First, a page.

The West Portal/Inner Parkside Third Quarter 2016 Real Estate Market Update

By Eric Castongia, Zephyr Real Estate

Ask a property owner what’s happening in the market and they think it’s gangbusters; ask a buyer and they think it’s changing in their favor.  Both opinions have some truth to them, which makes it really hard to give a straight answer when someone asks what’s happening.

There was a spike citywide for listings in September.  As a quick diagnostic, I measure the market by how many pages of listings we have on Brokers Tuesday; during the most constricted time in the market, it was 15, after Labor Day it was 27.  That means inventory nearly doubled across the city in the matter of a few weeks.  It makes it confusing for buyers, as they have more to see and consider.  The type and condition of those listings varies greatly, but it is taking buyers longer to see everything in the marketplace to make a decision.  The most desirable and well-priced properties are still selling quickly and over asking, others that are not getting buyers’ attention are lingering.  The perception of the market changes fast and strategies need to be quickly re-evaluated.  Dissecting the numbers:

  • At the close of the third quarter of 2016, we had five active and nine sold (closed) properties. Of the nine sold, all received multiple offers, over asking. 
  • On average, the number of offers received on each property has come down across the board.
  • The bids ranged from $55,000 to $300,000 over asking (down from a high last quarter of $580,000).
  • One of the nine sales (11%) was reported as all cash (no loan), last year at this time, it was three of nine (33%).  Fewer people need to pay cash to be competitive.
  • Two of the five active listings have been on the market for 30 days or more, which is very unusual.  The other three came on in September; West Portal/Inner Parkside, while in demand, is not immune to market changes.
  • Marketing remains all about getting a buyers attention. Given the number of active listings in the marketplace, it seems clear that most often the strategy remains under-price to generate attention. 
  • Seller expectations must change; listing and selling prices may not be what they expect/want, or what they were six months ago.
  • For the last 10 years, the average number of sales in the third quarter has been between 13 and 15, with the exceptions; 2007 & 08, and 2015 & 16, (between nine and 11).  Last quarter I interpreted the exceptions as indicators of market changes.  Interestingly, the 13-15 ‘normal’ range ran throughout the recession between 2009 through 2012, with the most recent exceptions in 2015 and 2016-these years did not have an expected post-Labor Day bump, which hampered activity, combined with two listings that have lingered on the market.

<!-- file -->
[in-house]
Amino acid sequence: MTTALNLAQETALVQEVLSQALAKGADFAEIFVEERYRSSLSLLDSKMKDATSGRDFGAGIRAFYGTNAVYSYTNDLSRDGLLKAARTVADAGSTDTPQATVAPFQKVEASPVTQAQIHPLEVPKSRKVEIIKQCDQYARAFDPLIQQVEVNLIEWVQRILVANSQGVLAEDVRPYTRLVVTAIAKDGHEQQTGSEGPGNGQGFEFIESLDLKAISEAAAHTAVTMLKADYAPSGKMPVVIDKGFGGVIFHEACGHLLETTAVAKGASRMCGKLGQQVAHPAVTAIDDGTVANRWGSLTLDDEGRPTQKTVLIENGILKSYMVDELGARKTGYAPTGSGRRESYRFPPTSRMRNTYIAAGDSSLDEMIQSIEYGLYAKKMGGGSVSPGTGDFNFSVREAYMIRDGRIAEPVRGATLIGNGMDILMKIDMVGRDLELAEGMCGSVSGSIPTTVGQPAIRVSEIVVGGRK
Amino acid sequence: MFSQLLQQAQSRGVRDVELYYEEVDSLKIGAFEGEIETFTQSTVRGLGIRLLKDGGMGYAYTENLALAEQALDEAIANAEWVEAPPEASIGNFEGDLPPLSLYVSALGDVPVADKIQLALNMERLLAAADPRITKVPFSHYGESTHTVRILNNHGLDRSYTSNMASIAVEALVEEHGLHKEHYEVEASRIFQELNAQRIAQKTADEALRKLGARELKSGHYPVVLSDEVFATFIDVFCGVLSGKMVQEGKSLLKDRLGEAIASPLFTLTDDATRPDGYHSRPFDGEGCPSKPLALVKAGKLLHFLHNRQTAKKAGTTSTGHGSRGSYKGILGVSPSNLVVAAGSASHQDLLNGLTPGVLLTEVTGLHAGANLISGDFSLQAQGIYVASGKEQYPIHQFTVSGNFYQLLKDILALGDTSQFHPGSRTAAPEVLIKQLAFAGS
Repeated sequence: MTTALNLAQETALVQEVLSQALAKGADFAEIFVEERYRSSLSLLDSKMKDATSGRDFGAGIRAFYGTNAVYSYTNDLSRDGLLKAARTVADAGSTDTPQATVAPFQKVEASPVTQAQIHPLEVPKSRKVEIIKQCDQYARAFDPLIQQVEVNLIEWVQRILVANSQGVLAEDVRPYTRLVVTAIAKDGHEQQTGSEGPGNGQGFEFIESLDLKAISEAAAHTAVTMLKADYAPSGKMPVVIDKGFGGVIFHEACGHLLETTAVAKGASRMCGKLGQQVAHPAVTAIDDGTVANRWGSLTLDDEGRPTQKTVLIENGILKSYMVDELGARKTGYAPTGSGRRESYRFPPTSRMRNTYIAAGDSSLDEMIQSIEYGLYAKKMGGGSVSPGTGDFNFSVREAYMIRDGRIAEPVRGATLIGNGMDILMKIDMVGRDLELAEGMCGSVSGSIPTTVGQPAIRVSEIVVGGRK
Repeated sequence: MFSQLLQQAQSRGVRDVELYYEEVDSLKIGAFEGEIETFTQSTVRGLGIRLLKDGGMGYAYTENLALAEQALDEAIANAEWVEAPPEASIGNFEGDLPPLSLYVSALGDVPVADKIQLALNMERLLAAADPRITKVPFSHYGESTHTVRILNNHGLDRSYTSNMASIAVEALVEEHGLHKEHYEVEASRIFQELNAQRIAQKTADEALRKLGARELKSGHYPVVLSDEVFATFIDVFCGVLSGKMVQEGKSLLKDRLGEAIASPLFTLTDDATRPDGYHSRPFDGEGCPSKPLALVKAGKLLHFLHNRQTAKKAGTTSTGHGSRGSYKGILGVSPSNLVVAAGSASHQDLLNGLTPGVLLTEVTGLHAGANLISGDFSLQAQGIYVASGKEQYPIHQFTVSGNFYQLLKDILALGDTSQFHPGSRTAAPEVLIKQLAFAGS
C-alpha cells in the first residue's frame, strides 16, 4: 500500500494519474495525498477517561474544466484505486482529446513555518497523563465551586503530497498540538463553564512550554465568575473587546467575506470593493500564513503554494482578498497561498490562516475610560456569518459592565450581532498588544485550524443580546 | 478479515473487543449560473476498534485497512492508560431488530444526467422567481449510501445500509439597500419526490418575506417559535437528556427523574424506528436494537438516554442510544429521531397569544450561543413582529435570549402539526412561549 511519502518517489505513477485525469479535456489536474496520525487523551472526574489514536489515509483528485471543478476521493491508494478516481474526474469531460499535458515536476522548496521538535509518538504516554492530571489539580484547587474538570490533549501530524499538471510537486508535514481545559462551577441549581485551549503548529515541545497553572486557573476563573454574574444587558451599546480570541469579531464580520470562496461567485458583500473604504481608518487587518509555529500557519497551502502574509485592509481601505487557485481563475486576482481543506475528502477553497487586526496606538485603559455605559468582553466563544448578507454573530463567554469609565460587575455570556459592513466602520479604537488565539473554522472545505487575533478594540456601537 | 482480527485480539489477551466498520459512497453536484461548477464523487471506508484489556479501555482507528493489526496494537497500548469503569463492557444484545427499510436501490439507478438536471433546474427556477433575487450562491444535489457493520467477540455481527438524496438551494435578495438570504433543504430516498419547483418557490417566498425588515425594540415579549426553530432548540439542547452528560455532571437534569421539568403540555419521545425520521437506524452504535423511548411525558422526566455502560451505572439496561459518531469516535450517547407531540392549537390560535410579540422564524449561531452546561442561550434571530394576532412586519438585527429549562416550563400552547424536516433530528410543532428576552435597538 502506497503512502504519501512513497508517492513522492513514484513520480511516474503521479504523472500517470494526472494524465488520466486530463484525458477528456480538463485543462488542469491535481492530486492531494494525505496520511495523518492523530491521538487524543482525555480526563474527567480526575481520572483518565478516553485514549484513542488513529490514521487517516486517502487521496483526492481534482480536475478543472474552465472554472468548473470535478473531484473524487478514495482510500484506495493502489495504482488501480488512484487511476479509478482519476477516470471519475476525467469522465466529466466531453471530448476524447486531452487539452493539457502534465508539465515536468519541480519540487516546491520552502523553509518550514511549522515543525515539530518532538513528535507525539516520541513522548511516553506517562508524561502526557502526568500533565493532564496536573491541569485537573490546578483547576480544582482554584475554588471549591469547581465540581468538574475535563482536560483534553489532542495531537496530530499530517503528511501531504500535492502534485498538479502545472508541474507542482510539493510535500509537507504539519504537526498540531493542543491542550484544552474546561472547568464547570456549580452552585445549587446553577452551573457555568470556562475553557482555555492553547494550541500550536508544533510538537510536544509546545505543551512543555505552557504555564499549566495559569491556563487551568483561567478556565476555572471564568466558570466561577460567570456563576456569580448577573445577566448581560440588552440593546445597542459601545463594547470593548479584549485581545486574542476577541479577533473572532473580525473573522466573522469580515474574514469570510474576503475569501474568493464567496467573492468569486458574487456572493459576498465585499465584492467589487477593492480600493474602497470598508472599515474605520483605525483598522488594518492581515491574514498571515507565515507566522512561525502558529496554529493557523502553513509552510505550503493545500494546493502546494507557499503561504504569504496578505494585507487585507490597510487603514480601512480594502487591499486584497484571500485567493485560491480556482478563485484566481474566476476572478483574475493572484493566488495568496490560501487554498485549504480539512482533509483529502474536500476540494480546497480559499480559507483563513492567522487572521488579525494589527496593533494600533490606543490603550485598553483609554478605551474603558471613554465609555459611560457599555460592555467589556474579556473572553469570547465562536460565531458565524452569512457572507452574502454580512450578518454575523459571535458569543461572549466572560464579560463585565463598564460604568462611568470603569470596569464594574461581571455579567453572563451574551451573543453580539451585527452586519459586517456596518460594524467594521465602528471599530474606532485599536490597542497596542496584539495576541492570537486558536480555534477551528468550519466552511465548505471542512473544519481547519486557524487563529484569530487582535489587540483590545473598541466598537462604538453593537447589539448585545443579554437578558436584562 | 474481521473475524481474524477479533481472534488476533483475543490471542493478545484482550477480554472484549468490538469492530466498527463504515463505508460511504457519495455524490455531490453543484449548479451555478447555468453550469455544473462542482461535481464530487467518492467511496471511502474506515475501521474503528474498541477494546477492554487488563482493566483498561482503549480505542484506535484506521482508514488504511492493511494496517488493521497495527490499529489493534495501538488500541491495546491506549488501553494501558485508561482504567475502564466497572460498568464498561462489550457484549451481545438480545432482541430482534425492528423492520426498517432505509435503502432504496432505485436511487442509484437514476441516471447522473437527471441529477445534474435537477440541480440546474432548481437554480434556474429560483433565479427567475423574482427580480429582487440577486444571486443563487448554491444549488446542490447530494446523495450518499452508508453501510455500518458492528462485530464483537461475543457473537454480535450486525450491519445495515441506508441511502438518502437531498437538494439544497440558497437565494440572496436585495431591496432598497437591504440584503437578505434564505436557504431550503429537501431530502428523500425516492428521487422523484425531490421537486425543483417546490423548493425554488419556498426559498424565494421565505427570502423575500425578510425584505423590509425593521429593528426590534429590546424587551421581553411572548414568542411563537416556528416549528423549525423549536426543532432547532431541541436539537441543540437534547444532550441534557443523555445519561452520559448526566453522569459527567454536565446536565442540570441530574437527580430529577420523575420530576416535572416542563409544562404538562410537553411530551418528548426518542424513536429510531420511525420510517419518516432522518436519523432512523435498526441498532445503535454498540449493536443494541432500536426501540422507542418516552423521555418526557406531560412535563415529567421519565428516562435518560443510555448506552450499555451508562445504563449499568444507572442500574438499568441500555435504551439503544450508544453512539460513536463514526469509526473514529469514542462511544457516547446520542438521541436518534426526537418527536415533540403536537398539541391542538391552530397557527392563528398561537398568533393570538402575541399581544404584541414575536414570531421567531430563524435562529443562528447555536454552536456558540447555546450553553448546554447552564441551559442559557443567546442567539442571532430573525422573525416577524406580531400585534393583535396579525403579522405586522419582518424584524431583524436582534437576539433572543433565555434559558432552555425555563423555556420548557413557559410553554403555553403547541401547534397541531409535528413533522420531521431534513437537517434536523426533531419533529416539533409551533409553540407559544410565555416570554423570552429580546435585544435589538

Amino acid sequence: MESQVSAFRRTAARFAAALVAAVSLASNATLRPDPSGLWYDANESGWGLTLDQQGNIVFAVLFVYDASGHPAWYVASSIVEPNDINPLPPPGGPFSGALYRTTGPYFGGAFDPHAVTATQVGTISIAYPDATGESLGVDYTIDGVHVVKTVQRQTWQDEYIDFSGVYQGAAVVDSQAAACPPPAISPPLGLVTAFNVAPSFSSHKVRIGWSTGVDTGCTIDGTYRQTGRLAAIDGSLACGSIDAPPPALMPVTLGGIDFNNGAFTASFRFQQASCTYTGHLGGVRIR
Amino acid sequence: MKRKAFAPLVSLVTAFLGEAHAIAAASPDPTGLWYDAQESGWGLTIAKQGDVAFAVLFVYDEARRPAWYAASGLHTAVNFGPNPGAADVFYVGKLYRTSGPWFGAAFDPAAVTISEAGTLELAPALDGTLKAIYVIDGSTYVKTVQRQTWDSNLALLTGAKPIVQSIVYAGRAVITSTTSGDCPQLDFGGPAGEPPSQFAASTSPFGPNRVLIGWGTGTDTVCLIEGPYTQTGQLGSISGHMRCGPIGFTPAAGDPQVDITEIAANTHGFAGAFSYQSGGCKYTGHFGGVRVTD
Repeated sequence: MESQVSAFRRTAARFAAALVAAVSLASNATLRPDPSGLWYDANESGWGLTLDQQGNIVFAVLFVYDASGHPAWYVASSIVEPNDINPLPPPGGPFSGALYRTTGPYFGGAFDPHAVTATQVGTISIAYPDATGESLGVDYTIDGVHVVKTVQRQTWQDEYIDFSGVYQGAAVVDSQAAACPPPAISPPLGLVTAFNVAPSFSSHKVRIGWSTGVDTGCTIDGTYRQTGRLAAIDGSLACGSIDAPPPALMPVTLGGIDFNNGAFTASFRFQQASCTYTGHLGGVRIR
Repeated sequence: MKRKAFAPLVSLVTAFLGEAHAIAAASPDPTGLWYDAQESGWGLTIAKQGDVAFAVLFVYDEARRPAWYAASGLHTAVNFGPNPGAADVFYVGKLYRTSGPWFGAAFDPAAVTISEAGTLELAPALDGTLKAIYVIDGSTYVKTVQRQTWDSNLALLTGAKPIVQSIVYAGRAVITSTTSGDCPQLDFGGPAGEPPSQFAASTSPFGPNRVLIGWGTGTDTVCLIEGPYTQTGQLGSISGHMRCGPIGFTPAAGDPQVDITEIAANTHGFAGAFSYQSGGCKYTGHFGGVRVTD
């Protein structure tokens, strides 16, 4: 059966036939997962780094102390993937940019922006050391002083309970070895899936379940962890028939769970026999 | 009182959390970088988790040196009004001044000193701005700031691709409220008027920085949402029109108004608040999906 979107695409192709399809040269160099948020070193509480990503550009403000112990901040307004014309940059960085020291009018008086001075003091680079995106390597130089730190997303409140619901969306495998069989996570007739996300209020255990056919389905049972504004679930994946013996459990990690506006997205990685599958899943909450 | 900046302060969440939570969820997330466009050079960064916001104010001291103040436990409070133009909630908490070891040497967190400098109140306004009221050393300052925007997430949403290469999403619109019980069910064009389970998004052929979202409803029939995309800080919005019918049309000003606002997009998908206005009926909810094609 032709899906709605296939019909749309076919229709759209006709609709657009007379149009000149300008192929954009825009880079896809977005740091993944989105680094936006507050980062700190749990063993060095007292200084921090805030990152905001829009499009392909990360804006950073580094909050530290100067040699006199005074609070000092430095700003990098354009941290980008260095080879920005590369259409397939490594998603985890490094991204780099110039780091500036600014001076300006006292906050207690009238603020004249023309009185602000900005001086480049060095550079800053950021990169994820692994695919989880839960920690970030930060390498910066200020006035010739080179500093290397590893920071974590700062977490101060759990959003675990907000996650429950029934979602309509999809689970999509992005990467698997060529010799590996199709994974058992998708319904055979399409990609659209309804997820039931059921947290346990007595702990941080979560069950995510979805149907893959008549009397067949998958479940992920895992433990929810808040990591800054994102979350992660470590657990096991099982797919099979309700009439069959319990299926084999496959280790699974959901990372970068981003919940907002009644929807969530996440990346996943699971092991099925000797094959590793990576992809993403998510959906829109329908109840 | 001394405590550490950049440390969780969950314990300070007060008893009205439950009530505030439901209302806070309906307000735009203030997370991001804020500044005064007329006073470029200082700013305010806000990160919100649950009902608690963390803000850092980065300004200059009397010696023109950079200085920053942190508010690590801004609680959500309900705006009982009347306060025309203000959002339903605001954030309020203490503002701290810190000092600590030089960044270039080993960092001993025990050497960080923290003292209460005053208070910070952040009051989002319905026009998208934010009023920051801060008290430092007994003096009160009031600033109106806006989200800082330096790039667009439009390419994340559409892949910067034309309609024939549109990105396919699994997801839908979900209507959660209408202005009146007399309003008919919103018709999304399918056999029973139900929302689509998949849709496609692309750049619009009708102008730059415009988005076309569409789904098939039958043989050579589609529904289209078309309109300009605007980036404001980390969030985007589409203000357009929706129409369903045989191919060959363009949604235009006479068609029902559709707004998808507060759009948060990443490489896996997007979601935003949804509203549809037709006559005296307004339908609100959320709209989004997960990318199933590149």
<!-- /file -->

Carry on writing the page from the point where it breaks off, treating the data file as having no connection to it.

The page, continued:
• Comparing the third quarters of 2015 and 2016, property values stayed even.  This was true of all ranges compared, including those above $2 million.
  • The most recent ‘apple’ on the market sold in 2014 for $1,354,000 and recently sold for $1,600,000 (a 15% increase in two years).  Given the lack of appreciation in the last year, that means the 15% appreciation was in the first year of ownership.

Is a change coming?  Yes, it always does.  Changes come and go, but the last one was pretty brutal and no one knows if we will go there again or not.  The ‘slow down’, for what it currently is seems more about sellers catching up to perceptions of market value; that things aren’t quite as hot as they were, and a lack of motivation on the part of buyers; thinking that the market will come down and they will have more affordable options.  For those sellers who have to sell, they have to be more flexible, for those that don’t, wait to sell until the next bump in activity.  When all is said and done, West Portal/Inner Parkside seems to move to its own, nimble drum beat, expanding and contracting to keep the supply and demand in check.

Eric Castongia, Broker Associate at Zephyr Real Estate (BRE Lic. No. 01188380) provided this information. The content of this article is an interpretation of data from the San Francisco Multiple Listing Service, the County Tax Record, the internet and Eric’s observations in the marketplace.  Eric can be reached by e-mail at, or via mobile phone at (415)307-1700.